AP p.2 front.pdf - "‘2 7 Classical oration the —...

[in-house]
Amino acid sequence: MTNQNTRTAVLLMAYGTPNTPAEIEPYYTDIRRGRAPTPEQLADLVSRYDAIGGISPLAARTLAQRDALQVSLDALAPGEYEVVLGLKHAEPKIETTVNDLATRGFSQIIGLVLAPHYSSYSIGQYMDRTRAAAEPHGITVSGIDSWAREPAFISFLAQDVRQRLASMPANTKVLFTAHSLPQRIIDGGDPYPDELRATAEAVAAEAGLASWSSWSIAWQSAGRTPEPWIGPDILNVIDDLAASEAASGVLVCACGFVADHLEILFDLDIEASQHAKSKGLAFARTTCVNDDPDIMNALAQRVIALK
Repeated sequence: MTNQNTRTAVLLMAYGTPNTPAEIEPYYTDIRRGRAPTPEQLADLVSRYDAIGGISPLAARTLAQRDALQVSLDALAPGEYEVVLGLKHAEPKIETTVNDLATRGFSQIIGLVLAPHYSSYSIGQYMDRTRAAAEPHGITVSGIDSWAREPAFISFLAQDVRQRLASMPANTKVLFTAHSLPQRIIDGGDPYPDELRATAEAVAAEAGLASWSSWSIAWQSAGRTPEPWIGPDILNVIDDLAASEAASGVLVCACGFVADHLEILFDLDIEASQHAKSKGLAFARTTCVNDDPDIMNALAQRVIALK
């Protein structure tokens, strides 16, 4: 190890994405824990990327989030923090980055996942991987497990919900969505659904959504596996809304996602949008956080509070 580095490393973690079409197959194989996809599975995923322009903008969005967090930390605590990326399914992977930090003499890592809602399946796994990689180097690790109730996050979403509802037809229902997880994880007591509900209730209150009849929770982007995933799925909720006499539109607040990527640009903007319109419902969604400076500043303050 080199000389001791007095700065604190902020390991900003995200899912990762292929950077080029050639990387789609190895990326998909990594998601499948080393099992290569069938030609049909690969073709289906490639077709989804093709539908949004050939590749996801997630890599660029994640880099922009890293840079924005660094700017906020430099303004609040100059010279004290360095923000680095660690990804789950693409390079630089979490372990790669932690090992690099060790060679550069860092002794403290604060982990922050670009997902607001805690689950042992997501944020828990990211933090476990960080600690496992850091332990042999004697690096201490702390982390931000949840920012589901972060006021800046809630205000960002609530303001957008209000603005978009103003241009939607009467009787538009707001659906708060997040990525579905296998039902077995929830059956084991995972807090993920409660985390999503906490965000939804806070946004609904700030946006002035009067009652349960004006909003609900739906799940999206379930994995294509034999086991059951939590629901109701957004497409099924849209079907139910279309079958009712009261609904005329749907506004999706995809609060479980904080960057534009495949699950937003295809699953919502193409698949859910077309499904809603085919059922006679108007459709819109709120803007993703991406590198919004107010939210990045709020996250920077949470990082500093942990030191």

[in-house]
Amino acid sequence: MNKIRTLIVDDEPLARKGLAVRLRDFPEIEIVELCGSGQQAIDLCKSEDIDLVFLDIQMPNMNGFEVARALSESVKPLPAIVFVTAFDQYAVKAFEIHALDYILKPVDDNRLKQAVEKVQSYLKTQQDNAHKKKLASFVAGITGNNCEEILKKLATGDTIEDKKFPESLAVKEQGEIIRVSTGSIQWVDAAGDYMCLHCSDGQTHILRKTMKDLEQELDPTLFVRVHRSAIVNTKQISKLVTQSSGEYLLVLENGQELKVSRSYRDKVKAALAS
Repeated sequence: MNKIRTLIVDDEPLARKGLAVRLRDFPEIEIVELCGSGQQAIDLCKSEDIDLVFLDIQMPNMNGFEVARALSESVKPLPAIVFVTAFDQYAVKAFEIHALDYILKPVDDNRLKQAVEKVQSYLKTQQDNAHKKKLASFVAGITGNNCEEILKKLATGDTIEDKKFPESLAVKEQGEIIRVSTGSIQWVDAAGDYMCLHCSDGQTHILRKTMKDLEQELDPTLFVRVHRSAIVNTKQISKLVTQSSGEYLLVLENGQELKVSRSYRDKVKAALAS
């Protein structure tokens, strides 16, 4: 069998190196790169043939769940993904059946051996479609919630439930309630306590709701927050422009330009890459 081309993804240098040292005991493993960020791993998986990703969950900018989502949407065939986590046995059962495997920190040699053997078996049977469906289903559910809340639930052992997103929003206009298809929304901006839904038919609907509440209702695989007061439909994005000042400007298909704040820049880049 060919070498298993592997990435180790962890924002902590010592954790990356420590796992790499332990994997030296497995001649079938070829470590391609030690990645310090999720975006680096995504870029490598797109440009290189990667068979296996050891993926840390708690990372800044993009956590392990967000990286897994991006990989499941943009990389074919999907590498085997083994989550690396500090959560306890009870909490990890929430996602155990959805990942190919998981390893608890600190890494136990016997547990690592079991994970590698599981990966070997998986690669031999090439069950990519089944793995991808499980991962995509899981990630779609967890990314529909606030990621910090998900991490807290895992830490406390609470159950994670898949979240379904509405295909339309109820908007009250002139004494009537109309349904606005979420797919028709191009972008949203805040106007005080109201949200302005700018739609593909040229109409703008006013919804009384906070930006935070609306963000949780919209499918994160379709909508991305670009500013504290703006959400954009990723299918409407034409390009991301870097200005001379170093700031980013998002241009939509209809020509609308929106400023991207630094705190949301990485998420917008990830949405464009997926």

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Unformatted text preview: "‘2 7. Classical oration, the — Five-part argument structure used by classical rhetoricians. 1‘38. Classical oration - Introduction (exordium) Introduces the reader to the subject under diSCussion ~29. Classical oration — Narration (narratio) Provides factual information and background material on the subject at hand or establishes Why the subject is a problem that needs addressing " 30. Classical oration — Confirmation (confirmatio) usually the major part of the text, the confirmatiou includes the proof needed to make the writer’s case. \. 31. Classical oration — Refutation (refutatio) addresses the counterargument. It is a bridge between the writer’s proof and conclusion ““32. Classical oration — Conclusion (peroratio) Brings the essay to a satisfying close " 33. Closed thesis — A statement of the main idea of the argument that also previews the major points the writer intends to make. The three—dimensional characters, exciting plot, and complex themes of the Harry Potter series make them not only legendary children ’s books but enduring literary classics. ‘ " 34. Complex sentence ~ A sentence that includes one independent clause and at least on dependent clause. 13‘ a free society cannot help the many who are poor, it cannot save the few who are rich. — John F. Kennedy \f 35. Compound sentence — A sentence that includes at least two independent clauses. The energy, the faith, the devotion which we bring to this endeavor will light our country and _, all who serve it and the glow from that fire can truly light the world. — John F. Kennedy “7 36. Concession -— An acknowledgment that an opposing argument may be true or reasonable. In a strong argument, a concession is usually accompanied by a refutation challenging the validity of the opposing argument. Lou Gehrig concedes what some of his listeners may think ~— that his bad break is a cause for discouragement or despair. 37. Confirmation ~ In classical oration, this major part of an argument comes between the narration and refutation; it provides the development of proof through evidence that supports the claims made by the speaker. 38. Connotation — Meanings or associations that readers have with a word beyond its dictionary definition, or denotation. These are often positive or negative, and they often greatly affect the author’s tone. That cat is plump. That cat is fat. That cat is obese. 39- Context — The circumstances, atmosphere, attitudes, and events surrounding a text. The cantext for Lou Gehrig’s speech is the recent announcement of his illness and his subSequent retirement, but also the poignant contrast between his potent career and his debilitating disease. 40. Counterargument — An opposing argument to the one a writer is putting forward. Rather than ignoring a counterargument, a strong writer will usually address it through the process of concession and refutation. Some of Lou Gehrig’s listeners might have argued that his bad break was a cause for discouragement or despair. ...
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